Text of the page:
AUTUMN TALE is a slight romantic fable from French director Eric Rohmer, 79, about a forty-something married woman and a college-age woman who try to play matchmaker for their friend, a 45-year-old widow who runs a wine vineyard. There is little objectionable material in this talky movie, but it has a mild pagan worldview because the characters seem to be interested only in their personal happiness and the personal happiness of their closest friends.
AUTUMN TALE is a slight romantic fable from director Eric Rohmer, 79, one of a handful of French directors who revolutionized world cinema in the late 1950s. Rohmer’s movies are an intellectual exploration of the romantic desires of men and women. They are mostly an intricately plotted series of conversations between the characters.
In AUTUMN TALE, Marie Riviere plays Isabelle, a forty-something married woman who secretly plays matchmaker for her friend, Magali, a 45-year-old widow who has inherited a wine vineyard but who does not get along with her two older children. Without Magali’s knowledge and against her wishes, Isabelle writes a personal ad for her friend. When she finds a suitable suitor for Magali, a middle-aged salesman named Gerald, she meets with Gerald to find out if he truly would make a compatible companion for her friend.
Meanwhile, Magali has begun a close friendship with Rosine, the college-age girlfriend of her son, Leo. Rosine also tries to play matchmaker for Magali by setting her up with Rosine’s philosophy teacher, Etienne, even though Etienne prefers dating the young female students where he teaches.
Eventually, Isabelle confesses to Gerald that she’s really trying to find a suitable man for her friend. Gerald is a little flabbergasted by the switch because he was attracted to Isabelle. After seeing a photo of Magali, he agrees to attend the wedding of Isabelle’s daughter, where he will finally meet Magali. Rosine, however, has decided to bring Etienne to the wedding. The rest of the movie centers on two questions: Which man will Magali pick? And, once she picks him, will they get along?
Eric Rohmer’s movies tend to be very talky. The quality of each movie depends on how interesting the conversations among the characters are. In the case of AUTUMN TALE, the conversations are not all that interesting. In fact, it’s difficult to remember most of them 15 minutes after you leave the theater. Few of them stand out. Although there’s some tension at the wedding party that ends the movie, there’s not much that happens in terms of plot. No character really changes, and some plot lines are not resolved.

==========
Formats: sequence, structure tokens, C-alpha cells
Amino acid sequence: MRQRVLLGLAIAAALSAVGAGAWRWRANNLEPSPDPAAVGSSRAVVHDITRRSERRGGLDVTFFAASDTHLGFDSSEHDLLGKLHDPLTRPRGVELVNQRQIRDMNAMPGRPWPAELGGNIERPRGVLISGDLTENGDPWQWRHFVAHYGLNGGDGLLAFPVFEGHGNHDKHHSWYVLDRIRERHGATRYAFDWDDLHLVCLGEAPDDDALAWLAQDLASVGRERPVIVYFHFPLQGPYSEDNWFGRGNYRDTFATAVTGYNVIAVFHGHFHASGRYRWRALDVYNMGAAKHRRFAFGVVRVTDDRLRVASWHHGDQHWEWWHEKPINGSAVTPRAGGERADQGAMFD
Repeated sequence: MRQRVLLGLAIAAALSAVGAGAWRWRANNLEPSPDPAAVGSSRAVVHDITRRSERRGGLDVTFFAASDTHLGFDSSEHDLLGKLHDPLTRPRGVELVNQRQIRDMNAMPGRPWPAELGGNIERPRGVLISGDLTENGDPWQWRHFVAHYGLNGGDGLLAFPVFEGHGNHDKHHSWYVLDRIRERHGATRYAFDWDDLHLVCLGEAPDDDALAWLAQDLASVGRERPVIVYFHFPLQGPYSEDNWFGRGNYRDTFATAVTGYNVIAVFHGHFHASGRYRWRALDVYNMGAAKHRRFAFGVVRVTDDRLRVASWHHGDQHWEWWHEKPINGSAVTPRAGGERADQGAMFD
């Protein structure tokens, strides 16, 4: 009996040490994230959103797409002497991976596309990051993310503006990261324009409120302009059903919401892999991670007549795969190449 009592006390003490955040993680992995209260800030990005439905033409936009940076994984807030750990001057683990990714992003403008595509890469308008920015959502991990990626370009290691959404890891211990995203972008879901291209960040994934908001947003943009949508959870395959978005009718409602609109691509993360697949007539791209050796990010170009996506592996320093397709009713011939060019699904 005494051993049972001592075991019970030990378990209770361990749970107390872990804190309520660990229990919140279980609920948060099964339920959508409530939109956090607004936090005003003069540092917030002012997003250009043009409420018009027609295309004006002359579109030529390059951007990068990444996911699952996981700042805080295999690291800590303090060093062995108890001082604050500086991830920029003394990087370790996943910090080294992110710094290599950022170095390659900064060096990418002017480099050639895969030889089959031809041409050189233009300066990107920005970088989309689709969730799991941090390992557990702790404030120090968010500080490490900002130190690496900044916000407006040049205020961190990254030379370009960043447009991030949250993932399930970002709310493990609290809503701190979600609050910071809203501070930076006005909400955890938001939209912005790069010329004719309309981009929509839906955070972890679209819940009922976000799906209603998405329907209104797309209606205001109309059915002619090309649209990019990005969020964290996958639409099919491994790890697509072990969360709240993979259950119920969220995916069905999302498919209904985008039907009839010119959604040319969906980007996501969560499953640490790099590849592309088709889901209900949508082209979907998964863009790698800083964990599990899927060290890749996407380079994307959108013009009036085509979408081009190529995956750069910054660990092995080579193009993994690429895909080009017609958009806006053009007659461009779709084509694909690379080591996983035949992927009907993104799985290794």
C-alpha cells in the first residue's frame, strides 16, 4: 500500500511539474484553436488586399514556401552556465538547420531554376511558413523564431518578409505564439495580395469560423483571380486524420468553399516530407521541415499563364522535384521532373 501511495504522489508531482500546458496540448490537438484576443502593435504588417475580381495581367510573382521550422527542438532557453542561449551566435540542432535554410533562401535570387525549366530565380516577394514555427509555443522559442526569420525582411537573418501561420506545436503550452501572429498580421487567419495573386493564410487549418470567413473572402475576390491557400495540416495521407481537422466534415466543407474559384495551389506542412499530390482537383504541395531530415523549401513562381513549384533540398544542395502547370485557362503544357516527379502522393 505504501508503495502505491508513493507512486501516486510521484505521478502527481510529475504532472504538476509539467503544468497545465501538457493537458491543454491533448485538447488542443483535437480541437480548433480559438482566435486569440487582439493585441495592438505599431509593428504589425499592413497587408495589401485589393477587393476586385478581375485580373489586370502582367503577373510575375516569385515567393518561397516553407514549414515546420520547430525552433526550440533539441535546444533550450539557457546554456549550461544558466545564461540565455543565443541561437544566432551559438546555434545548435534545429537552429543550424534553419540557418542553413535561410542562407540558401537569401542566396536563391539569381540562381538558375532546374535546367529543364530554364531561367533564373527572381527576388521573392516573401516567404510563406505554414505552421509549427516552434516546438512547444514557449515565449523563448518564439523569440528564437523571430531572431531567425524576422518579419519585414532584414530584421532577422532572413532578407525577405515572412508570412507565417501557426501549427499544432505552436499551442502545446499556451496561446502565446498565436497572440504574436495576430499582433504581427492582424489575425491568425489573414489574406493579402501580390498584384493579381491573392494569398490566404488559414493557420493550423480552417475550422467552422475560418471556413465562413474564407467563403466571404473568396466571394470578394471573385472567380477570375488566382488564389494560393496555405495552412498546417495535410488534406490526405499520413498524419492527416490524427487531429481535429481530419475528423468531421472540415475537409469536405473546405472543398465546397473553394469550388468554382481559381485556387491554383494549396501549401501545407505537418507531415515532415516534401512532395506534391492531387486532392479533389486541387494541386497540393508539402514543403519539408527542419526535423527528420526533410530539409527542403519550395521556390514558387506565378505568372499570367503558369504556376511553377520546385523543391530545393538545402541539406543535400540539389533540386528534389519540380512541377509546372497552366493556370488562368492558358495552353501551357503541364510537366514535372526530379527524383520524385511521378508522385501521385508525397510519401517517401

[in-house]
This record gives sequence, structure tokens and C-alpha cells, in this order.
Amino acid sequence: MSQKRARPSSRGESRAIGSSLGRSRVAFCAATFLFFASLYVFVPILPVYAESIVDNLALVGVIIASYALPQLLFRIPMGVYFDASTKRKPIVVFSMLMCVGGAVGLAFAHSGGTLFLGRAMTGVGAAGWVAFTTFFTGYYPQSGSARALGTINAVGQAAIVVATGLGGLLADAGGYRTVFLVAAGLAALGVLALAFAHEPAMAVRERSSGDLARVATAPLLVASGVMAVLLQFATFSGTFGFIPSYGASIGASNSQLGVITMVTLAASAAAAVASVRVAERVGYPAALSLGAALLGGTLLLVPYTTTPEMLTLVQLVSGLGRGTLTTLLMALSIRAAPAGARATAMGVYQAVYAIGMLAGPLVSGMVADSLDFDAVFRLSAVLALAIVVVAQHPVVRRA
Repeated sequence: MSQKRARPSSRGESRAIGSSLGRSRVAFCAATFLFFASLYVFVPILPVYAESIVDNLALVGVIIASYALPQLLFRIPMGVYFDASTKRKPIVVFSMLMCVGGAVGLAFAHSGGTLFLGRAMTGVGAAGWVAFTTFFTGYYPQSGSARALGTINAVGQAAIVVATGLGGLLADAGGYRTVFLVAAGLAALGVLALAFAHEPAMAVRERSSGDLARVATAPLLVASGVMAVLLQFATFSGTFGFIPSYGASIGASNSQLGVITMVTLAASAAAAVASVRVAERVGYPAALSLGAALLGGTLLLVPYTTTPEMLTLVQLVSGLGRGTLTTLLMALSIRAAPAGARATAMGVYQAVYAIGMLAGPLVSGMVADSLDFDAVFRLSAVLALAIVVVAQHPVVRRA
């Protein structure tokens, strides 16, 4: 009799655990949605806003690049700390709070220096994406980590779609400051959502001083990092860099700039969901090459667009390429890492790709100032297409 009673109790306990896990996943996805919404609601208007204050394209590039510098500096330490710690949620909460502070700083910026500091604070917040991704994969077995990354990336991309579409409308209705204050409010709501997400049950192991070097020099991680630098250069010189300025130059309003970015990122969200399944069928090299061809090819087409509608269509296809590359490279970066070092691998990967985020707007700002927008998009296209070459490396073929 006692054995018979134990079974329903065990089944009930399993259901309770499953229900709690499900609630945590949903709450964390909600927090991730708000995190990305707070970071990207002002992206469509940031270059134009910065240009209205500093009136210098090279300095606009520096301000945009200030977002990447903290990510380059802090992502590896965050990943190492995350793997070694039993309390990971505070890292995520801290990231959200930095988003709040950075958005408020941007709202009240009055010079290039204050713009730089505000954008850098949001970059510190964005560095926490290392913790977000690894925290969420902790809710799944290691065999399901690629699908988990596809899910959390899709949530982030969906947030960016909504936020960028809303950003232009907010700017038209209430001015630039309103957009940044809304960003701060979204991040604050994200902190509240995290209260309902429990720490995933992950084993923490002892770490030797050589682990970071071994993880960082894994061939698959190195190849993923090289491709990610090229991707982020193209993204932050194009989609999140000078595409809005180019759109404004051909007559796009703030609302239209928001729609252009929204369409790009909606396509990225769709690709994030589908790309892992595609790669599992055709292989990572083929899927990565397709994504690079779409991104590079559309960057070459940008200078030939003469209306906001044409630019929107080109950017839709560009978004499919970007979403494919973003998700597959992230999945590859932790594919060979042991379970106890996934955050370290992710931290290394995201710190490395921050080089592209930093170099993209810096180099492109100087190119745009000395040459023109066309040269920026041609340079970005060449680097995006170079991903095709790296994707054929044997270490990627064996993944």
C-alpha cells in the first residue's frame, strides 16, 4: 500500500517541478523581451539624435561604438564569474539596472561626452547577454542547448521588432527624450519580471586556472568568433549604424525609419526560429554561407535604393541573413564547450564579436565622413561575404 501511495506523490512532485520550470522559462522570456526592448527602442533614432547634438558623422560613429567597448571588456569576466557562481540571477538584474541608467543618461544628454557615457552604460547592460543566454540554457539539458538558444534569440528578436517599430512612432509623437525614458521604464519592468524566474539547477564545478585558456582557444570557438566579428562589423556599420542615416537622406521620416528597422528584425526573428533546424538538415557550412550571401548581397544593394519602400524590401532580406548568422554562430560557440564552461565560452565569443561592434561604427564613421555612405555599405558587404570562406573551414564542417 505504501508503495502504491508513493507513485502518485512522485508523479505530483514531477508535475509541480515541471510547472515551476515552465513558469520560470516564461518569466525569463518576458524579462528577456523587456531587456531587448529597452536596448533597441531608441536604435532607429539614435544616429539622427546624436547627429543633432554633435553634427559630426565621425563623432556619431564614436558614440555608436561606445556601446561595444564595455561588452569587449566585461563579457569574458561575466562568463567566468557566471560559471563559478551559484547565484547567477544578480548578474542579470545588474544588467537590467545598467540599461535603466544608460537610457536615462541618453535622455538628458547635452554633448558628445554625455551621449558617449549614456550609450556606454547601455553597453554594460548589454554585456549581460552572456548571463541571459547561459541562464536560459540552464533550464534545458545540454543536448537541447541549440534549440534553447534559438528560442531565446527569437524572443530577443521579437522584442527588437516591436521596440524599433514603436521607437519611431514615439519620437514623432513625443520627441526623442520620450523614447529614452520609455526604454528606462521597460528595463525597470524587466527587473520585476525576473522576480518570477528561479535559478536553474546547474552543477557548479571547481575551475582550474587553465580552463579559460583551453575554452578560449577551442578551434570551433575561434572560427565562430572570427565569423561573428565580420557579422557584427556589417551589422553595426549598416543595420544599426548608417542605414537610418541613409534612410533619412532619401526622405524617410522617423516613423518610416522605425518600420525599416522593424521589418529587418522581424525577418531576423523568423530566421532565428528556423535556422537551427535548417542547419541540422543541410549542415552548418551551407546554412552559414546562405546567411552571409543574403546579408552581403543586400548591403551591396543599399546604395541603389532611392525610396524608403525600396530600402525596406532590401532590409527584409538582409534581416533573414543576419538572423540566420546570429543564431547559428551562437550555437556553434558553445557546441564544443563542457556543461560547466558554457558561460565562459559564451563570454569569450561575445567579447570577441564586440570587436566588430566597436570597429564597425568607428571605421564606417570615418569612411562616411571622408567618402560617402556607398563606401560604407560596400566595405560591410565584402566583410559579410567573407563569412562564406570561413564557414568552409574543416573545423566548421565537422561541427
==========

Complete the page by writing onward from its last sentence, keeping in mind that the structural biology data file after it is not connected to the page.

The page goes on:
AUTUMN TALE is mostly a clean movie, however. There’s only one mild obscenity, no violence, and no sex or nudity other than a couple brief, very mild hints about staying overnight at your boyfriend, girlfriend or dating companion’s place. There is also one scene where Gerald and Isabelle share a moment of affection that flirts with adultery, but the adultery is never consummated.
Even so, AUTUMN TALE does not contain any moral point to itself. It has a mild pagan worldview because the characters seem to be interested only in their personal happiness and the personal happiness of their closest friends. Lying to Gerald is one of the means that Isabelle uses to achieve that end.
Mild pagan worldview with romantic elements; 1 mild obscenity plus brief, mild hints about staying overnight at your boyfriend, girlfriend or dating companion's place; no violence; no sex, but brief, mild hints about staying overnight at your boyfriend, girlfriend or dating companion's place; no nudity; alcohol use & woman operates wine vineyard; smoking; complaints about despoiling the local countryside; and, lying & brief possibility of adultery.